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Conversations with Godwin

1: Teaching

 

Jyoti: I thought in this first talk it would be useful to examine some areas to do with teaching meditation. There are a couple of points I could raise to start off. Most people when they start meditation, or on the spiritual life, have a great need for a teacher because the regions they are entering into are uncharted by themselves. They may have read books, but maps, being abstract, do not correspond to concrete reality. One of the things that a teacher is able to do is to respond to an individual in his concrete situation - in this sense it seems to me that a teacher is indispensable. But a good teacher will, I think, make himself dispensable as soon as possible, by showing you how your body, your feelings, your mind, and your relationships with other people and with the world, how all these things can be your teacher as well. This is one aspect.

Another is, I think a lot of people are not actually looking for a teacher, what they are looking for is an archetypal father or mother - someone who can tell them what it's all about, not help them enquire. The first role people play is when they internalise the mother or father figure, and I think the teacher can take the place of the superego in this way - and with some people this is what they are really looking for, not to learn, but for someone who knows.

Godwin: Let me make some comments about the second part of this. I think it is true that some people need figures of authority. Sometimes when they find such a teacher or guru it can take the form of being dependent on them, and they then take up a very easy position that what they have to do is merely to surrender to them, to accept them completely, so that they don't have to do anything on their own. It is an easy way out. There are some gurus who take up that position also. This is one type of relationship that is found in certain traditions. Some aspects of this are that in these traditions only a guru can initiate the student. Also he is supposed to have a secret teaching that can be transmitted to the student.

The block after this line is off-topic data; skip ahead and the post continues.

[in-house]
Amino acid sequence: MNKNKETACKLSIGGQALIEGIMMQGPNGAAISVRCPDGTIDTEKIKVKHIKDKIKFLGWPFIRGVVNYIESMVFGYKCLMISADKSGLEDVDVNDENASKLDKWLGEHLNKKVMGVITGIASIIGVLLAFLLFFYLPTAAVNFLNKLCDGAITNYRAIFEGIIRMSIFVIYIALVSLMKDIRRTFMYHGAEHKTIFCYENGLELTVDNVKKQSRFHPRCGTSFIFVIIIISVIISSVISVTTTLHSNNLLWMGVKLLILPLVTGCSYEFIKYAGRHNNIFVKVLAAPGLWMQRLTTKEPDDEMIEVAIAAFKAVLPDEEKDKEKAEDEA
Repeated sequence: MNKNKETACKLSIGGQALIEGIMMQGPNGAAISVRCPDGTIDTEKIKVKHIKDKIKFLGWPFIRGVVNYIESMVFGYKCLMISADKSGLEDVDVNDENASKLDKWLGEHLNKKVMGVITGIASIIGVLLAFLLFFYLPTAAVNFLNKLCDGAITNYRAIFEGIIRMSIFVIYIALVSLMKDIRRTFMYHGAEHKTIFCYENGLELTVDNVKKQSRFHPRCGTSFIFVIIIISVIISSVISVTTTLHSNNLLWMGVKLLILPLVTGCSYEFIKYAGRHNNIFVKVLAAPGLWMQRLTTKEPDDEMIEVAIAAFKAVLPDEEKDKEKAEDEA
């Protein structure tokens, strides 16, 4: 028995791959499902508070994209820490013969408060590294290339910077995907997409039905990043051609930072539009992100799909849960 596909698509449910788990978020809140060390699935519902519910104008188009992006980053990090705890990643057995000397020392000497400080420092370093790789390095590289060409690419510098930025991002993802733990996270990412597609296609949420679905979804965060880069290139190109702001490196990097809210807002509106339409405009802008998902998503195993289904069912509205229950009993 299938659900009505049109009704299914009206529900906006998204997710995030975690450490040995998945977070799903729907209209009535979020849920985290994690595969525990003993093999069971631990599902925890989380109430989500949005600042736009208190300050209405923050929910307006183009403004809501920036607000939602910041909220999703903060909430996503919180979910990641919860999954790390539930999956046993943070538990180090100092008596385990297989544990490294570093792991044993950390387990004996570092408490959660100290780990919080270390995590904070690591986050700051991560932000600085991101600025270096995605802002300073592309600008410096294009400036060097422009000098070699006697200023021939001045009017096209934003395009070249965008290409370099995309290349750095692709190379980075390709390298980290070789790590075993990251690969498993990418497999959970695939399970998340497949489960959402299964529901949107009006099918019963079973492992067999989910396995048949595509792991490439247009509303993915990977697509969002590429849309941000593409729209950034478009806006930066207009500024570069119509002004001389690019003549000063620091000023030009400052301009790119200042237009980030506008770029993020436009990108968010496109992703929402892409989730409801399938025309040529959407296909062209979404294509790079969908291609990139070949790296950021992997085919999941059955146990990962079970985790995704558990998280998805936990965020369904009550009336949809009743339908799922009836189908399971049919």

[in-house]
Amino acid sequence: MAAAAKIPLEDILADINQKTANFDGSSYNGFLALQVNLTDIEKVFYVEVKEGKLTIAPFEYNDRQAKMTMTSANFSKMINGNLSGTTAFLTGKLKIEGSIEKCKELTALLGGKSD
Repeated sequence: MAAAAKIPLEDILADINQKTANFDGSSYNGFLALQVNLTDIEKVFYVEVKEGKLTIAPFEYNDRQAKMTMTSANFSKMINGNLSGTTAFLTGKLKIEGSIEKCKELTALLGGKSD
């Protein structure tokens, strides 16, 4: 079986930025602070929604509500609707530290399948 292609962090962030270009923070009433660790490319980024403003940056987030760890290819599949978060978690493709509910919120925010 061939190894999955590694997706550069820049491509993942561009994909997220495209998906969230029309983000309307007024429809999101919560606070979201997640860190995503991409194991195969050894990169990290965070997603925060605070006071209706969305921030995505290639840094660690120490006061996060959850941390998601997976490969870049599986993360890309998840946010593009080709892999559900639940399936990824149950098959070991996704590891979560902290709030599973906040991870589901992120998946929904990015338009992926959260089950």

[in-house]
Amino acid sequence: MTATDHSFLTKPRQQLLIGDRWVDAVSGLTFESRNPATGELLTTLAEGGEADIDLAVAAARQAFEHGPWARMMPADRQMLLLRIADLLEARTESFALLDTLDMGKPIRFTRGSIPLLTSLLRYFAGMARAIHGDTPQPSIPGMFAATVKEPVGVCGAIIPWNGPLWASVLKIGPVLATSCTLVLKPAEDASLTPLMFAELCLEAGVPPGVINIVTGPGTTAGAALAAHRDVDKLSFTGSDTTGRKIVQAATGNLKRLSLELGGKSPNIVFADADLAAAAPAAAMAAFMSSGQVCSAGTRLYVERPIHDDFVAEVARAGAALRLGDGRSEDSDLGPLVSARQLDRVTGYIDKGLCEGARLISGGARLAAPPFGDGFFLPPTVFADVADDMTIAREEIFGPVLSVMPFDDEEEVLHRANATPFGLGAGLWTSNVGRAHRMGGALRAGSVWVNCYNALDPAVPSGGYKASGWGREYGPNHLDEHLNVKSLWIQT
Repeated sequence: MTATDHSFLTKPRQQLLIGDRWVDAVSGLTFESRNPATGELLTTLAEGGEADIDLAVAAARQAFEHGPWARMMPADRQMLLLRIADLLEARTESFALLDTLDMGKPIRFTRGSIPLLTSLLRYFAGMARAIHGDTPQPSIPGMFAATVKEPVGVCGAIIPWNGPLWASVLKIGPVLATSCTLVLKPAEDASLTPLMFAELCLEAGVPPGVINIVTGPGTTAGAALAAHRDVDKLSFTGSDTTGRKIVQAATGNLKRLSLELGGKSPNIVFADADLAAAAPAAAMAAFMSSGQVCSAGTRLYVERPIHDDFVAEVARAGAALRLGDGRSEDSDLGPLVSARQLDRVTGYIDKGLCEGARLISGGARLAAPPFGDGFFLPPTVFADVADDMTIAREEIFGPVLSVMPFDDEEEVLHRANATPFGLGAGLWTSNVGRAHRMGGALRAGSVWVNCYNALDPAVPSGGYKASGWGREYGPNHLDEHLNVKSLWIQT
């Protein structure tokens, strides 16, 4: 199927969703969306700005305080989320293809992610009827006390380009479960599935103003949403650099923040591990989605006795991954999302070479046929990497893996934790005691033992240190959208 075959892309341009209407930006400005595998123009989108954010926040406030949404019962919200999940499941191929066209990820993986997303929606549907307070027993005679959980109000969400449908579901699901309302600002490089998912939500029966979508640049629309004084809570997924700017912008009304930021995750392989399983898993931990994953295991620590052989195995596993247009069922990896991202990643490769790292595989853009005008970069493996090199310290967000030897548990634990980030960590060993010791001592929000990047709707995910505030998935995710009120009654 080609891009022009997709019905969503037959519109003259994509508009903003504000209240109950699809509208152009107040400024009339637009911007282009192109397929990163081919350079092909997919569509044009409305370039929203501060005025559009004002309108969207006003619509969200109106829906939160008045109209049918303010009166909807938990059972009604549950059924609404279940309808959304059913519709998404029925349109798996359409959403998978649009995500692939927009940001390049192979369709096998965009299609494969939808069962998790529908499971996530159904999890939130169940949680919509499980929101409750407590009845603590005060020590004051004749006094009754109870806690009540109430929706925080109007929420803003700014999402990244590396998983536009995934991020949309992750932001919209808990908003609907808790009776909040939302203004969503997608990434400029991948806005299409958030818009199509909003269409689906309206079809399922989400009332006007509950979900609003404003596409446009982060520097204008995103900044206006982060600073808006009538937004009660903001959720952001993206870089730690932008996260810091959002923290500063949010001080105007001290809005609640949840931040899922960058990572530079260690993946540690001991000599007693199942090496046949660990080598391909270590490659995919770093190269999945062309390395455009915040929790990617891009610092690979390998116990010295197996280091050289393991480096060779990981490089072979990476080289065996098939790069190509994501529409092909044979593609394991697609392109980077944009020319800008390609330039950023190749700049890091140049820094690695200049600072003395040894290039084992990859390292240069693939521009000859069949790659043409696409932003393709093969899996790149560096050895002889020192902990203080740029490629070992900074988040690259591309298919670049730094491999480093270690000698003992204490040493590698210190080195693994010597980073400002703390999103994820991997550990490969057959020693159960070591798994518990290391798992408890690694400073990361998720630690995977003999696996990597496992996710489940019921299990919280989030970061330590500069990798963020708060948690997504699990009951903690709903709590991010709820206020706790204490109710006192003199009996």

In the Theravada Buddhist tradition there is no place for such gurus. There is instead a beautiful word, which I like very much: kalyana-mitta, a spiritual friend. In this tradition the teacher is really a spiritual friend - it's a different relationship altogether. There are some spiritual teachers who are really learning while they are teaching, so then it comes to sharing, and helping each other - that's a beautiful relationship to have.

Jyoti: I understand what you are saying, but I would like to press you a little further, because it seems to me that a teacher has to be able to answer whatever questions are raised, and therefore he must have some sort of conclusion about what the answer should be.

Godwin: I would suggest that a good teacher should not have any conclusions. If he has a conclusion then he might try to impose that conclusion on others - and then he becomes a figure of authority. A teacher, as I see him, without taking up a particular position, can start exploring with the student: a problem is raised, then there is a sharing together with the emphasis on experience. When that happens the element of dependence is much less. I think a good teacher is someone who is helping another to help his or her self, he helps a student to discover whatever it is they need to discover about themselves. A teacher, in that sense, only provides a helpful atmosphere, perhaps offering some loose guidelines, and then leaves the student to make their own discoveries.

Jyoti: It sometimes happens that a teacher gets raised to guru status in spite of his every effort - I'm thinking of Ramana Maharshi, for instance, who despite his early resistance, eventually had to let it happen, and they deified him. He retained his humility, but he couldn't prevent it happening.